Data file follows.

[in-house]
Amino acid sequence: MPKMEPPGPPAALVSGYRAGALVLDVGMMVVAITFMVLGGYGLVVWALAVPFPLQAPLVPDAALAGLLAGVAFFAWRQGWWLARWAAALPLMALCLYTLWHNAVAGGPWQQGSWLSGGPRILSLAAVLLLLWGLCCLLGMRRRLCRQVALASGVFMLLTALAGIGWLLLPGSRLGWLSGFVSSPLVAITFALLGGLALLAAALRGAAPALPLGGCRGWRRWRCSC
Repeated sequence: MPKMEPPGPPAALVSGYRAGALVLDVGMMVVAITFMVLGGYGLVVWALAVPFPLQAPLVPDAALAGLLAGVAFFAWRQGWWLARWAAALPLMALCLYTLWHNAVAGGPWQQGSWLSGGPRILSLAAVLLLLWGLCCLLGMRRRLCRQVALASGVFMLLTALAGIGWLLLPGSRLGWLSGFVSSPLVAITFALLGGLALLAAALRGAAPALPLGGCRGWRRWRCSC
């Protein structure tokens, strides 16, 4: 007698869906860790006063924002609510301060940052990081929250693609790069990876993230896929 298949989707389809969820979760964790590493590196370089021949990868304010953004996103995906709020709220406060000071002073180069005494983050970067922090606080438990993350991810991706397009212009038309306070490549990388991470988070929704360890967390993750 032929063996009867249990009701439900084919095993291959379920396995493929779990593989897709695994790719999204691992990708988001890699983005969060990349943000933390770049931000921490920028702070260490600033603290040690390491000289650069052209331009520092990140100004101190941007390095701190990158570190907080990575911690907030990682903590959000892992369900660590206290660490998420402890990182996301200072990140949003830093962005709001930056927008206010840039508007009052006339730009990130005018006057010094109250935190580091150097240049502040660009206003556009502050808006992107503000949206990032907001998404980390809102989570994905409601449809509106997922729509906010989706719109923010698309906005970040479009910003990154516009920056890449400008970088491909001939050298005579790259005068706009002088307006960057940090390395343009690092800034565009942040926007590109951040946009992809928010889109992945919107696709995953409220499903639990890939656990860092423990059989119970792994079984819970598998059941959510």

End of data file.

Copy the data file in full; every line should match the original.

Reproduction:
[in-house]
Amino acid sequence: MPKMEPPGPPAALVSGYRAGALVLDVGMMVVAITFMVLGGYGLVVWALAVPFPLQAPLVPDAALAGLLAGVAFFAWRQGWWLARWAAALPLMALCLYTLWHNAVAGGPWQQGSWLSGGPRILSLAAVLLLLWGLCCLLGMRRRLCRQVALASGVFMLLTALAGIGWLLLPGSRLGWLSGFVSSPLVAITFALLGGLALLAAALRGAAPALPLGGCRGWRRWRCSC
Repeated sequence: MPKMEPPGPPAALVSGYRAGALVLDVGMMVVAITFMVLGGYGLVVWALAVPFPLQAPLVPDAALAGLLAGVAFFAWRQGWWLARWAAALPLMALCLYTLWHNAVAGGPWQQGSWLSGGPRILSLAAVLLLLWGLCCLLGMRRRLCRQVALASGVFMLLTALAGIGWLLLPGSRLGWLSGFVSSPLVAITFALLGGLALLAAALRGAAPALPLGGCRGWRRWRCSC
């Protein structure tokens, strides 16, 4: 007698869906860790006063924002609510301060940052990081929250693609790069990876993230896929 298949989707389809969820979760964790590493590196370089021949990868304010953004996103995906709020709220406060000071002073180069005494983050970067922090606080438990993350991810991706397009212009038309306070490549990388991470988070929704360890967390993750 032929063996009867249990009701439900084919095993291959379920396995493929779990593989897709695994790719999204691992990708988001890699983005969060990349943000933390770049931000921490920028702070260490600033603290040690390491000289650069052209331009520092990140100004101190941007390095701190990158570190907080990575911690907030990682903590959000892992369900660590206290660490998420402890990182996301200072990140949003830093962005709001930056927008206010840039508007009052006339730009990130005018006057010094109250935190580091150097240049502040660009206003556009502050808006992107503000949206990032907001998404980390809102989570994905409601449809509106997922729509906010989706719109923010698309906005970040479009910003990154516009920056890449400008970088491909001939050298005579790259005068706009002088307006960057940090390395343009690092800034565009942040926007590109951040946009992809928010889109992945919107696709995953409220499903639990890939656990860092423990059989119970792994079984819970598998059941959510």